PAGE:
Deep Learning Weekly: Issue #189
The 2021 AI Index Report, ML on Raspberry Pi, generative art with ML, the mathematical foundation of deep learning, a new approach to transformers, and more.
|Grégoire Jauvion||Mar 17||6|
This week in deep learning we bring you the 2021 AI Index Report, and the latest research on self-supervised learning, as well as a dedicated Python library, machine learning on a Raspberry Pi, a new autonomous-driving dataset and a nice summary on generative modeling applied to art.
You may also enjoy learning about transformers, deep learning mathematical foundations, or integration of fairness approaches in production systems!
As always, happy reading and hacking. If you have something you think should be in next week's issue, find us on Twitter: @dl_weekly.
Until next week!
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FAIR’s latest paper describes an image classification system pretrained on unlabeled data using self-supervised learning. It outperforms state-of-the-art models on ImageNet. The researchers state that self-supervision is one step on the path to building machines with human-level intelligence.
This post presents the Deep Bootstrap framework to approach the generalization problem of deep learning models by connecting it to the field of online optimization.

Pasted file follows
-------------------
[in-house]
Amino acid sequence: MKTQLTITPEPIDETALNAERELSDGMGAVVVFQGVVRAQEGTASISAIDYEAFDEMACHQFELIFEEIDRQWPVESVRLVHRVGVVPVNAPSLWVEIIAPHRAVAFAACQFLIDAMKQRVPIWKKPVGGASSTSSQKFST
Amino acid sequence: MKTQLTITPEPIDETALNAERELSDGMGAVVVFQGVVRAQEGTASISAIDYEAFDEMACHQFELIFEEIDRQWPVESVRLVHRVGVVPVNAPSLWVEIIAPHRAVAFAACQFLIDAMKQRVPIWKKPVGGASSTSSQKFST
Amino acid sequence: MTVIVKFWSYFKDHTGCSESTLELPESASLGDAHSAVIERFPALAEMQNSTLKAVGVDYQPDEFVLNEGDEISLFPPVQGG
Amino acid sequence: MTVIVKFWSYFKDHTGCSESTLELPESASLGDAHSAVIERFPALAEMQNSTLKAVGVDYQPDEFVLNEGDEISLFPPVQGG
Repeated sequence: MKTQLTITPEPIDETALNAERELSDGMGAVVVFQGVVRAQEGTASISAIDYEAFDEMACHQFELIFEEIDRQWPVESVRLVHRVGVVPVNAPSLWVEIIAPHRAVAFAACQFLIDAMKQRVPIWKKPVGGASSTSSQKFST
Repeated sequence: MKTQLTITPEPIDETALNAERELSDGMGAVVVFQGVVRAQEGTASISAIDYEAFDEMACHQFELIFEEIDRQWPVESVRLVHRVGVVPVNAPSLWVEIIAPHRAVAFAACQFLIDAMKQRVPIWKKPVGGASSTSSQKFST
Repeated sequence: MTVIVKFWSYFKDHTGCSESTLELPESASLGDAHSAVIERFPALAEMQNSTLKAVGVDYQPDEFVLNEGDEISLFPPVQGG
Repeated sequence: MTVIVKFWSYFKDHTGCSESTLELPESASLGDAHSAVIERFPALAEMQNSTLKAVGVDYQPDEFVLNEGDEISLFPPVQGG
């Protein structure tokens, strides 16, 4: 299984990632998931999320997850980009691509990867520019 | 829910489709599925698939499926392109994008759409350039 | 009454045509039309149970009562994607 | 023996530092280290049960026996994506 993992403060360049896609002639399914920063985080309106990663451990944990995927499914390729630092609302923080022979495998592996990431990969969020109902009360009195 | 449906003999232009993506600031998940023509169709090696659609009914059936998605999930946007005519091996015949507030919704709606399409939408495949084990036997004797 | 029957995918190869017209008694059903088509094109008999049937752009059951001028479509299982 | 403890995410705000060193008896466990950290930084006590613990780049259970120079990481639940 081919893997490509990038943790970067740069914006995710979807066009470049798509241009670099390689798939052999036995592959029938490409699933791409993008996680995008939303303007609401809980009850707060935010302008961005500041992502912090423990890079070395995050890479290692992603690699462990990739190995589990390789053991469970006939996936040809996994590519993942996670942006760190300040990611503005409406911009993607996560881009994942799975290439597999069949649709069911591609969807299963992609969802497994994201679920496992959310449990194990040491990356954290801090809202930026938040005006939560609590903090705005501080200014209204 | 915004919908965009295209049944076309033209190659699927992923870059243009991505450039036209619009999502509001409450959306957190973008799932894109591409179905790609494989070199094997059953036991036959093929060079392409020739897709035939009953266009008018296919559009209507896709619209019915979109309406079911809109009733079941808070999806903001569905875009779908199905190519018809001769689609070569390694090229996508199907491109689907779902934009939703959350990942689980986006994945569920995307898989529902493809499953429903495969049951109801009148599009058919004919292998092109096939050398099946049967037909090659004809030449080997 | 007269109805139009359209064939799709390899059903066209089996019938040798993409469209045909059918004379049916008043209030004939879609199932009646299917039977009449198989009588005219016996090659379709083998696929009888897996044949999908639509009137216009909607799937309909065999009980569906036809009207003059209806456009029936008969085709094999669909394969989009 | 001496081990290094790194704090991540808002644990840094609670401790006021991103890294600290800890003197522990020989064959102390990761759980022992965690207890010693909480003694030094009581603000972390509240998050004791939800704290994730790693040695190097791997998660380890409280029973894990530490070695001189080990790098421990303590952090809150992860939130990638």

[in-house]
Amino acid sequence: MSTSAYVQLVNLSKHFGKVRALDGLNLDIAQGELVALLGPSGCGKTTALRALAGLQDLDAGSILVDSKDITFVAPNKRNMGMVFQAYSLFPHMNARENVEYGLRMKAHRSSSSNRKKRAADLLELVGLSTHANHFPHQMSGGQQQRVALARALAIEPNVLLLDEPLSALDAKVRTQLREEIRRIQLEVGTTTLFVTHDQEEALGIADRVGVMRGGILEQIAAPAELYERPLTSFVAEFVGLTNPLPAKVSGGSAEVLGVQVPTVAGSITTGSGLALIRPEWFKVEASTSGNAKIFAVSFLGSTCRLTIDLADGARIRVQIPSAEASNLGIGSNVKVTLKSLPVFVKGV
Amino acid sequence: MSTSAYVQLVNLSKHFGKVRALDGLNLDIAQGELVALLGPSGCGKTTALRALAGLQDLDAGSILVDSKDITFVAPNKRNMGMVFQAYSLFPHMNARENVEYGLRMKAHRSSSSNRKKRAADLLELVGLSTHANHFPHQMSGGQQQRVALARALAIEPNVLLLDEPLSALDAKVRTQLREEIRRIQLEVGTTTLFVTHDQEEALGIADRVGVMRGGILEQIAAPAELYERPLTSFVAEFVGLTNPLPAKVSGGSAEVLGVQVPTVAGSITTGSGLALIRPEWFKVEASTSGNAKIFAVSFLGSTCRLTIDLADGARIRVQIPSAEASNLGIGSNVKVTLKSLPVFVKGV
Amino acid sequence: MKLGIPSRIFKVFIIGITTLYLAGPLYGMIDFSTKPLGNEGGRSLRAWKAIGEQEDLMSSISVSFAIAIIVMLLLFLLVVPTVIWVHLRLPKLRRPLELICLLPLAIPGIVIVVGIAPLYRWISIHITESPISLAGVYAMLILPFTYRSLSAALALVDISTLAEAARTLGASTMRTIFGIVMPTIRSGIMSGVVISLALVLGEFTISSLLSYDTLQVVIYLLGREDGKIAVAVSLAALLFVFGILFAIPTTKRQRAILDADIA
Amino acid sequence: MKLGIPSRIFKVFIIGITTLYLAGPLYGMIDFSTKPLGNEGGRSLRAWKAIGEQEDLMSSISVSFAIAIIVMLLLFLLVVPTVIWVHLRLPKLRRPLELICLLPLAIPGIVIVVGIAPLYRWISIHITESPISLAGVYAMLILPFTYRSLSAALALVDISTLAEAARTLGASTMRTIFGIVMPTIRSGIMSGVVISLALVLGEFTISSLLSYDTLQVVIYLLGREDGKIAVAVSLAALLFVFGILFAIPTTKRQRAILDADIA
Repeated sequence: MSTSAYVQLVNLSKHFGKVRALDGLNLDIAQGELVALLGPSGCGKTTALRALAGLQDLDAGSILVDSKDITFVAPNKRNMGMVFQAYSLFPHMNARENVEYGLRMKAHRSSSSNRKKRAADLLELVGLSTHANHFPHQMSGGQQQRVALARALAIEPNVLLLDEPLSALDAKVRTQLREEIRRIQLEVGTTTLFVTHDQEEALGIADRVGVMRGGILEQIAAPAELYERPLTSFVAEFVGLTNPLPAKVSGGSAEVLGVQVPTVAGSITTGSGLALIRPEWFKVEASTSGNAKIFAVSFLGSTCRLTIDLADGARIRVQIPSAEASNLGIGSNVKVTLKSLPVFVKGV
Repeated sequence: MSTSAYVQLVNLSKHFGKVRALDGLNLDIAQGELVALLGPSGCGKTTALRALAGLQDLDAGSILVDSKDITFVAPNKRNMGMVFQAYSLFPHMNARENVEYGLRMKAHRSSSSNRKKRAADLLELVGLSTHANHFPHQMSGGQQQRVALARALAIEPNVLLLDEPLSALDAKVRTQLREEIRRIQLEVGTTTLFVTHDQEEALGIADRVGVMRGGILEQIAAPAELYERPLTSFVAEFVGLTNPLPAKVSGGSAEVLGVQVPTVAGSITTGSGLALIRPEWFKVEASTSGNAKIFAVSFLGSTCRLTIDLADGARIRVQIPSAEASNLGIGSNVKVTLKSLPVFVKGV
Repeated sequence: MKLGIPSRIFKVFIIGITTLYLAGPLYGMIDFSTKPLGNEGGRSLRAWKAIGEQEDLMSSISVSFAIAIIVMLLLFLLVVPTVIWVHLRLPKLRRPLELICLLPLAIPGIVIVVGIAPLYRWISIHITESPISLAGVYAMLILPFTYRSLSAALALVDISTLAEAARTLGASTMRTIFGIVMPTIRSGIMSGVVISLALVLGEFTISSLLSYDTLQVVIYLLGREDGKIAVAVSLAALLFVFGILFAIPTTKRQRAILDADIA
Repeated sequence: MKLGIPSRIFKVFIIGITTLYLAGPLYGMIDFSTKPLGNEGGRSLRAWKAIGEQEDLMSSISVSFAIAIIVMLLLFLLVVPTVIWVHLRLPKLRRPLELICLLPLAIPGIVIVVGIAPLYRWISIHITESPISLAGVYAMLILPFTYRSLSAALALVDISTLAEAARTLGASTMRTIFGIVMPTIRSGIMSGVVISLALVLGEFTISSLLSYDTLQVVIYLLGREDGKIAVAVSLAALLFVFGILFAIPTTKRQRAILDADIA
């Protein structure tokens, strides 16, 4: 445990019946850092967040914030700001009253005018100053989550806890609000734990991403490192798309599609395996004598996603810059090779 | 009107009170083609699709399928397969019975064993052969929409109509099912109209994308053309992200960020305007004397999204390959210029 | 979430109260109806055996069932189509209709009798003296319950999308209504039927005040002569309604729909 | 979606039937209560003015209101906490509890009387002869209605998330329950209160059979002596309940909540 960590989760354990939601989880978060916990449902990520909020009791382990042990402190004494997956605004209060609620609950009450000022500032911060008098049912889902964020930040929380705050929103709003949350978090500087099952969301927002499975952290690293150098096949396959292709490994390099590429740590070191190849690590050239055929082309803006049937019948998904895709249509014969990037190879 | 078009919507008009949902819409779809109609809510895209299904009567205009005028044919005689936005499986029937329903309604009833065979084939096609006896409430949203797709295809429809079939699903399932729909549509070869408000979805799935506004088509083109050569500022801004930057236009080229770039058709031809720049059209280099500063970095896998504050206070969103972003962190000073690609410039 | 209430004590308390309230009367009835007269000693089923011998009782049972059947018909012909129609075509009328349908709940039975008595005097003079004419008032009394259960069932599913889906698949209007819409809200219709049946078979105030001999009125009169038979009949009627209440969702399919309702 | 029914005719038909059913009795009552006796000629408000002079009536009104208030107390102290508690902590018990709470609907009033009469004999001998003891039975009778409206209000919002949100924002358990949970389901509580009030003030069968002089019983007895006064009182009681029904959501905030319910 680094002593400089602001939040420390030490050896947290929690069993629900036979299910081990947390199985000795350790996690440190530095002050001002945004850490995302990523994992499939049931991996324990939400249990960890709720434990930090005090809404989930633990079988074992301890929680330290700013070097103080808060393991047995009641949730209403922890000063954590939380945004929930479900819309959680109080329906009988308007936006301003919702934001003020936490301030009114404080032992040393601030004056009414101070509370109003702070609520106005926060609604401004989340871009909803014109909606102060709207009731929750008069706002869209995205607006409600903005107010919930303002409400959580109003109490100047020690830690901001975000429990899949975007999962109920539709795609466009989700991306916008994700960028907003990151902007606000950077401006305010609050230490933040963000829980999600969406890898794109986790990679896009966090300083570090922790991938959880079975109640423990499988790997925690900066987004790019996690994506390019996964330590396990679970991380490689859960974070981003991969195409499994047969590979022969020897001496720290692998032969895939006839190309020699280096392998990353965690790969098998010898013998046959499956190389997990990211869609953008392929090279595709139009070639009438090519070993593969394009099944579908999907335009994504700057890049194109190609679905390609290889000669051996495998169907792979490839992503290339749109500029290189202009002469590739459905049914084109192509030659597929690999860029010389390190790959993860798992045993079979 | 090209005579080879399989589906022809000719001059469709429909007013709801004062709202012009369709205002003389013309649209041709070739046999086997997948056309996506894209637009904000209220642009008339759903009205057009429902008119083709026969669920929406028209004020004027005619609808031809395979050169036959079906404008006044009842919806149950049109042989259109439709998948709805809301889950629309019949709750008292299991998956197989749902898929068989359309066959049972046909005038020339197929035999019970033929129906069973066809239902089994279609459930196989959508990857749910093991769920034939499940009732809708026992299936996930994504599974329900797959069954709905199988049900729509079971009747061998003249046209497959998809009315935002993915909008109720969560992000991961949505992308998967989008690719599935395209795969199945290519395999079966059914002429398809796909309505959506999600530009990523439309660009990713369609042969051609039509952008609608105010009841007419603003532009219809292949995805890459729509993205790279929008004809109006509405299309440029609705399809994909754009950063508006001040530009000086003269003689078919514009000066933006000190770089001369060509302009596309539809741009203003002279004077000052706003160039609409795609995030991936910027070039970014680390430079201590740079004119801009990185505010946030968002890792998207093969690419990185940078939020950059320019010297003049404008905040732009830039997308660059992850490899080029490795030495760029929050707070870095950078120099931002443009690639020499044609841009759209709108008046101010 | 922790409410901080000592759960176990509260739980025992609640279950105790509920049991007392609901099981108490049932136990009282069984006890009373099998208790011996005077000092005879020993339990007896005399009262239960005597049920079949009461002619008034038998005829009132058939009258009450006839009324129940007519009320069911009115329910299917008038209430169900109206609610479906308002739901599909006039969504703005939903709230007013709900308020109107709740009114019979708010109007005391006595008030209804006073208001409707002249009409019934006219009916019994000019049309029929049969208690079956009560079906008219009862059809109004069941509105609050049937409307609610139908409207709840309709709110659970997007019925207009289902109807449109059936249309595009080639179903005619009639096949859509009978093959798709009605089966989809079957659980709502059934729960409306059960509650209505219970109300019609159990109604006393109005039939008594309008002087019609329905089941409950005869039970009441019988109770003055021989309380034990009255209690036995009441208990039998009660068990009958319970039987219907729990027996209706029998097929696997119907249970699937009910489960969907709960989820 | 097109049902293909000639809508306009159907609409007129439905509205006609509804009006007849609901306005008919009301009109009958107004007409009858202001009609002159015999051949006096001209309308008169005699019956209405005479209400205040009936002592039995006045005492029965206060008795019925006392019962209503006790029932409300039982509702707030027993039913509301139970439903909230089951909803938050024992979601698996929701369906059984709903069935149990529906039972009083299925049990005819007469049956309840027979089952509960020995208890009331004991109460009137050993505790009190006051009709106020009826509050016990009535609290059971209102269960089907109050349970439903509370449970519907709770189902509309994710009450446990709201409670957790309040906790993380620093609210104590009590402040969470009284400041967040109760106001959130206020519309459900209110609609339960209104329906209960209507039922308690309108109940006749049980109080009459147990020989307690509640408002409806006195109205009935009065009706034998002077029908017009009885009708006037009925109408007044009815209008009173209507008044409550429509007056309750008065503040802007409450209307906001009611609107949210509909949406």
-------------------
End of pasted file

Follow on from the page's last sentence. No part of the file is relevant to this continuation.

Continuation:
Big news for Hugging Face, which will use this round to accelerate on building the most popular open source library for NLP developers.
Waymo is expanding the Waymo Open Dataset with the publication of a motion dataset for research into behavior prediction and motion forecasting for autonomous driving.
Lightmatter, a startup born at MIT, will release a new chip optimized for deep learning that uses light to perform calculations: it could run up to 10 times faster than the current fastest GPUs, while consuming 6 times less energy.
Learn how to build a bird detection engine on a Raspberry Pi.
Researchers at MIT have developed a new deep-learning based method to produce holograms nearly instantly on a smartphone.
The next iterations of Raspberry Pi CPUs will integrate lightweight accelerators for machine learning applications.
In this post, the author shares a few links to materials he used to better understand and implement transformer models from scratch.
This course, written by researchers, focuses on building an understanding of the engineering mathematics that drives deep learning. It covers a lot of models and techniques, from reinforcement learning and GANs to regularization techniques.
A very-well written tutorial about training transformers on a custom dataset and using pre-trained ones with Hugging Face.
An introduction to JAX, a library which speeds up Python machine learning code. It has been gaining more and more traction recently.
Libraries & Code
The basic idea of self-supervised learning is to automatically generate a supervised signal from an unlabeled dataset to solve a given task. FAIR open-sourced VISSL, a library for state-of-the-art self-supervised learning with PyTorch.
A list of Google Colab notebooks on machine learning for artistic purposes (music, image, and text generation).
Papers & Publications